Yeah, it’s not easy, you know? But it’s another challenge for me, and I’m going to face it, so in my life, nothing easy, so you’ve got to treat those bumps and bruises. It’s just going to make me better. We just have to work hard. It doesn’t matter what because we’re all professionals. We play for our fans, for our families, for ourselves, so we’ve got to go out there and play our hardest every game.

Here’s Saturday’s Rosen Report. Several league-wide names referenced have already been traded, but much of what’s shared here is still applicable:

More to come from Tampa Bay, Insiders. I’m not sure if we’ll see a full-team skate this morning after a lengthy practice yesterday, so here are the projected forward groupings:

Iafallo-Kopitar-Brown
Kovalchuk-Carter-Toffoli
Leipsic-Kempe-Brodzinski
Clifford-Lewis-Wagner

Power play groups were Doughty-Kovalchuk-Leipsic-Kopitar-Brown and Fantenberg-Iafallo-Kempe-Carter-Toffoli.

–Lead photo via Ric Tapia/Icon Sportswire

Rules for Blog Commenting
  • - No profanity, slurs or other offensive language. Replacing letters with symbols does not turn expletives into non-expletives.
  • - Personal attacks against other blog commenters, and/or blatant attempts to antagonize other commenters, are not tolerated. Respectful disagreement is encouraged. Posts that continually express the same singular opinion will be deleted.
  • - Comments that incite political, religious or similar debates will be deleted.
  • - Please do not discuss, or post links to, websites that illegally stream NHL games.
  • - Posting under multiple user names is not allowed. Do not type in all caps. All violations are subject to comment deletion and/or banning of commenters, per the discretion of the blog administrator.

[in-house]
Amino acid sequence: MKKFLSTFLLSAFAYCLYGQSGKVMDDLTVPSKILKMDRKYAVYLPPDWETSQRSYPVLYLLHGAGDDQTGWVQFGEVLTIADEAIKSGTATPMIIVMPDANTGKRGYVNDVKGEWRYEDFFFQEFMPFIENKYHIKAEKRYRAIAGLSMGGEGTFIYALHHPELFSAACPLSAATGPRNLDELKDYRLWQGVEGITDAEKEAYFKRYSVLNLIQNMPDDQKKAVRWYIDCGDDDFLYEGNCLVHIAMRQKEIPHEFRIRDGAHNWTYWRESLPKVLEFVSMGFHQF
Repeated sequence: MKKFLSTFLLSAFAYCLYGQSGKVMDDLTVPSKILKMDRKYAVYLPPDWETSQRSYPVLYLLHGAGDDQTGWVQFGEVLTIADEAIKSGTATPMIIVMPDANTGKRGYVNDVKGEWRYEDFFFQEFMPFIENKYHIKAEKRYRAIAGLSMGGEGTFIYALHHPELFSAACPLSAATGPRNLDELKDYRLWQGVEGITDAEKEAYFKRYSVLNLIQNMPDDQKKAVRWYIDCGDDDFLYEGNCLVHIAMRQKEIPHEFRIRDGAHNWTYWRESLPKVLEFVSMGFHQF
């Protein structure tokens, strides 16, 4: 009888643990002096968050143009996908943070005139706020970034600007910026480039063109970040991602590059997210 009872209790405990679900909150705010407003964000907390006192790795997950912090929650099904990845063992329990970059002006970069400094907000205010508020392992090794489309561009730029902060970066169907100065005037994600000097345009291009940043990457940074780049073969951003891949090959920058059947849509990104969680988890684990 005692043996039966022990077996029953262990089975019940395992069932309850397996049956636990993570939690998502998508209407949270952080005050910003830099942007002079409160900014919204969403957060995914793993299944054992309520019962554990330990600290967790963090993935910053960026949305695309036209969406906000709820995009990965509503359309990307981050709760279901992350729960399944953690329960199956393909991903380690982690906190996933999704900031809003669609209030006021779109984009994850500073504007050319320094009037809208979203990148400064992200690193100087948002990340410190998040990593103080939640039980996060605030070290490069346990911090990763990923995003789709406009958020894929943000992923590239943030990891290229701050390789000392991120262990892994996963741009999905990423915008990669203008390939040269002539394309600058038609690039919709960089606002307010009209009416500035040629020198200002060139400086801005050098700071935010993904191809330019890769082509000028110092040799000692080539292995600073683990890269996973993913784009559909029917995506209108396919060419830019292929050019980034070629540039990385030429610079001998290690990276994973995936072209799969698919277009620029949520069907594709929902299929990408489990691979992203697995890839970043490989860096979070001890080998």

Adrian Kempe

#9 | 6′ 2″ | 195 lb | Age: 21

Born: September 13, 1996
Birthplace: Kramfors, SWE
Position: LW
Handedness: Left

Bio

Kempe was selected by the Kings in the first round (29th overall) in the 2014 NHL Draft.
VIEW ADRIAN KEMPE POSTS

Alex Iafallo

#19 | 6′ | 185 lb | Age: 23

Born: December 21, 1993
Birthplace: Eden, NY, USA
Position: C
Handedness: Left

Bio

Iafallo was signed by the Kings as an unrestricted free agent on April 18, 2017.
VIEW ALEX IAFALLO POSTS

Anze Kopitar

#11 | 6′ 3″ | 224 lb | Age: 29

Born: August 24, 1987
Birthplace: Jesenice, SVN
Position: C
Handedness: Left

Bio

As the 11th overall pick in the 2005 NHL Entry Draft, Kopitar became the first Slovenian to play in the NHL. Kopitar has spent his entire NHL career with the Kings, and following the 2015–16 season, was named the Kings’ captain. Noted for both his offensive and defensive play, Kopitar was awarded the Frank J. Selke Trophy as the best defensive forward in the NHL in 2016.

VIEW ANZE KOPITAR POSTS
Drew Doughty

#8 | 6′ 1″ | 195 lb | Age: 26

Born: December 8, 1989
Birthplace: London, ON, CAN
Position: D
Handedness: Right

Bio

Bio: Doughty is a Canadian defenceman who was selected second overall by the Kings in the 2008 Draft. Doughty made his NHL debut in 2008 as an 18-year-old and was named to the All-Rookie Team. He is a two-time Stanley Cup champion with the Kings, a two-time Olympic gold medallist with the Canadian national team, and a Norris Trophy finalist.

VIEW DREW DOUGHTY POSTS
Jeff Carter

#77 | 6′ 4″ | 215 lb | Age: 31

Born: January 1, 1985
Birthplace: London, ON, CAN
Position: C
Handedness: Right

Bio

Carter began his hockey career playing in the Ontario Hockey League in Canada before joining the AHL and playing for the Philadelphia Flyers. He was then traded to the Colombus Blue jackets before joining the LA Kings in 2012, where he has since won two Stanley Cups with the Kings.

VIEW JEFF CARTER POSTS
Jonathan Quick

#32 | 6′ 1″ | 218 lb | Age: 30

Born: January 21, 1986
Birthplace: Milford, CT, USA
Position: G
Handedness: Left

Bio

Bio: Quick is the current goaltender for the LA Kings and was selected by Los Angeles at the 2005 NHL Entry Draft. Previously, Quick was a silver medalist with USA at the 2010 Winter Olympics. He’s won two Stanley Cup championships with the Kings, along with being the most recent goaltender to be awarded the Conn Smythe Trophy as the Most Valuable Player (MVP) of the 2012 Stanley Cup playoffs.

VIEW JONATHAN QUICK POSTS